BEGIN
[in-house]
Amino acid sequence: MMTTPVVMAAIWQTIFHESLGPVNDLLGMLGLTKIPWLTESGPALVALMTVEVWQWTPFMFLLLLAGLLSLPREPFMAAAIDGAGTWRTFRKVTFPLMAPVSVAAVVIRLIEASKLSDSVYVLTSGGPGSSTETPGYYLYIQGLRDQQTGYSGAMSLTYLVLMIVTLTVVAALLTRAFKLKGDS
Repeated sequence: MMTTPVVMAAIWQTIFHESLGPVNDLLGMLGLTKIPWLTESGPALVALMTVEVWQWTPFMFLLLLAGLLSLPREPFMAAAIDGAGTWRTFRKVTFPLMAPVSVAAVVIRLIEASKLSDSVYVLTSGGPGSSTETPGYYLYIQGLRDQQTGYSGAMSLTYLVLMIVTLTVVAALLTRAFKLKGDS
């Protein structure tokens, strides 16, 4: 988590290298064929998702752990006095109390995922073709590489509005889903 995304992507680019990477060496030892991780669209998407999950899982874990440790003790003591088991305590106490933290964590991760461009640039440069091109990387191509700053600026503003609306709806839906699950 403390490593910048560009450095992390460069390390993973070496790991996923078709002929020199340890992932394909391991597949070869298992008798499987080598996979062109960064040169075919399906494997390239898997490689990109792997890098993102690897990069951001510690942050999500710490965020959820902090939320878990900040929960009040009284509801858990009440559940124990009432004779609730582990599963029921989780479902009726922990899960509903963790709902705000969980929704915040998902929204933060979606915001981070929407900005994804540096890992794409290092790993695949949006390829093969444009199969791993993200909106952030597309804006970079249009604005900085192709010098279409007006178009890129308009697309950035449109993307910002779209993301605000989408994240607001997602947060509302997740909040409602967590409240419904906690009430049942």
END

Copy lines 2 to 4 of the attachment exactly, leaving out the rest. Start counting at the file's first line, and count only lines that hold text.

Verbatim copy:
Amino acid sequence: MMTTPVVMAAIWQTIFHESLGPVNDLLGMLGLTKIPWLTESGPALVALMTVEVWQWTPFMFLLLLAGLLSLPREPFMAAAIDGAGTWRTFRKVTFPLMAPVSVAAVVIRLIEASKLSDSVYVLTSGGPGSSTETPGYYLYIQGLRDQQTGYSGAMSLTYLVLMIVTLTVVAALLTRAFKLKGDS
Repeated sequence: MMTTPVVMAAIWQTIFHESLGPVNDLLGMLGLTKIPWLTESGPALVALMTVEVWQWTPFMFLLLLAGLLSLPREPFMAAAIDGAGTWRTFRKVTFPLMAPVSVAAVVIRLIEASKLSDSVYVLTSGGPGSSTETPGYYLYIQGLRDQQTGYSGAMSLTYLVLMIVTLTVVAALLTRAFKLKGDS
């Protein structure tokens, strides 16, 4: 988590290298064929998702752990006095109390995922073709590489509005889903 995304992507680019990477060496030892991780669209998407999950899982874990440790003790003591088991305590106490933290964590991760461009640039440069091109990387191509700053600026503003609306709806839906699950 403390490593910048560009450095992390460069390390993973070496790991996923078709002929020199340890992932394909391991597949070869298992008798499987080598996979062109960064040169075919399906494997390239898997490689990109792997890098993102690897990069951001510690942050999500710490965020959820902090939320878990900040929960009040009284509801858990009440559940124990009432004779609730582990599963029921989780479902009726922990899960509903963790709902705000969980929704915040998902929204933060979606915001981070929407900005994804540096890992794409290092790993695949949006390829093969444009199969791993993200909106952030597309804006970079249009604005900085192709010098279409007006178009890129308009697309950035449109993307910002779209993301605000989408994240607001997602947060509302997740909040409602967590409240419904906690009430049942």